Japanese director and master makeup artist Soichi Umezawa gives life to a plasticine demon that subsequently devours the denizens of a rural art school.
If you've paid any attention to Japanese genre cinema over the past 25 years, you may be familiar with the craft, if not the name, of Sôichi Umezawa. A special-effects makeup artist with over 70 credits, Umezawa impressed and arched many an eyebrow in 2014 with his segment "Y is for Youth" in ABCs of Death 2, demonstrating that there was a unique voice and vision behind the hands that helped concoct the gooey spectacle of lo-fi genre gems like Death Trance and Alien vs. Ninja. It was wondered (at least by this programmer) just what story Umezawa might wish to tell were he ever afforded the director's chair on a feature film. The answer, it turns out, is an imaginative and hilarious marriage of The Blob and The Evil Dead, which pits art students against creeping globs of bloodsucking modelling clay. Seriously.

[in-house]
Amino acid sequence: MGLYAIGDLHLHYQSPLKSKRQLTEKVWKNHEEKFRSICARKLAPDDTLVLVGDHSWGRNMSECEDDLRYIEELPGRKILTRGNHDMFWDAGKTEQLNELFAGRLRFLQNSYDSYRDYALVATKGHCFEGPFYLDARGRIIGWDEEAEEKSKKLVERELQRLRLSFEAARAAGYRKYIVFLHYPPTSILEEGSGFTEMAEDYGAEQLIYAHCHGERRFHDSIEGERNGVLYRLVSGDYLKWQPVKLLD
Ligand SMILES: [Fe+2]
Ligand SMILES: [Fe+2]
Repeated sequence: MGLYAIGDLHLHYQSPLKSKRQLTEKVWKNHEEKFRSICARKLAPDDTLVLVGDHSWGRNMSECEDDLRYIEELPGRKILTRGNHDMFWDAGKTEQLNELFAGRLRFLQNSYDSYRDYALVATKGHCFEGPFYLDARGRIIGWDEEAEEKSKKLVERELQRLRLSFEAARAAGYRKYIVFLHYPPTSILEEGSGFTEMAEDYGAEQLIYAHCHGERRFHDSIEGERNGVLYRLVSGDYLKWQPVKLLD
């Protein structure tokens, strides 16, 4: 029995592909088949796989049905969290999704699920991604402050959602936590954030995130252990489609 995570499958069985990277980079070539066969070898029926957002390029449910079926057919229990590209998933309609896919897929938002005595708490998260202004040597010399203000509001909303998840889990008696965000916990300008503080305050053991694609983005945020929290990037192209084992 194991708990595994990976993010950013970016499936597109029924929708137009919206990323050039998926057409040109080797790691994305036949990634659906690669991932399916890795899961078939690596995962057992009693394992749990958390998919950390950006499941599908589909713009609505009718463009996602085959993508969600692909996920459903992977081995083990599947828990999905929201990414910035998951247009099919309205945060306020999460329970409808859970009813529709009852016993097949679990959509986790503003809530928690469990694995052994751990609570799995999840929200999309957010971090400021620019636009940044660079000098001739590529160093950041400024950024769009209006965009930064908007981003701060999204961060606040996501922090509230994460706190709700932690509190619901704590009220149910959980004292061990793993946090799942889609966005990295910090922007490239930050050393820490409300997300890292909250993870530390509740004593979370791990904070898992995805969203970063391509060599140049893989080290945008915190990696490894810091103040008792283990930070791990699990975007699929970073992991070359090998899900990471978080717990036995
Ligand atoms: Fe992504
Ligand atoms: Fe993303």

Concisely unfolding his B-movie conceit with unflinching sincerity, Umezawa resourcefully conjures up an inventive barrage of charming practical effects for his plasticine fiend as it attempts to imitate and subsequently devour the denizens of a rural art school. There's also an inescapable and endearing meta-quality to the clay demon insofar as its properties emphasize the medium of its own execution, as well as the filmmaker's own evident passion and talent for sculpture. It's both an inspired permutation of the Japanese creature feature and a cautionary tale for artists who let their artistic proclivities consume them.
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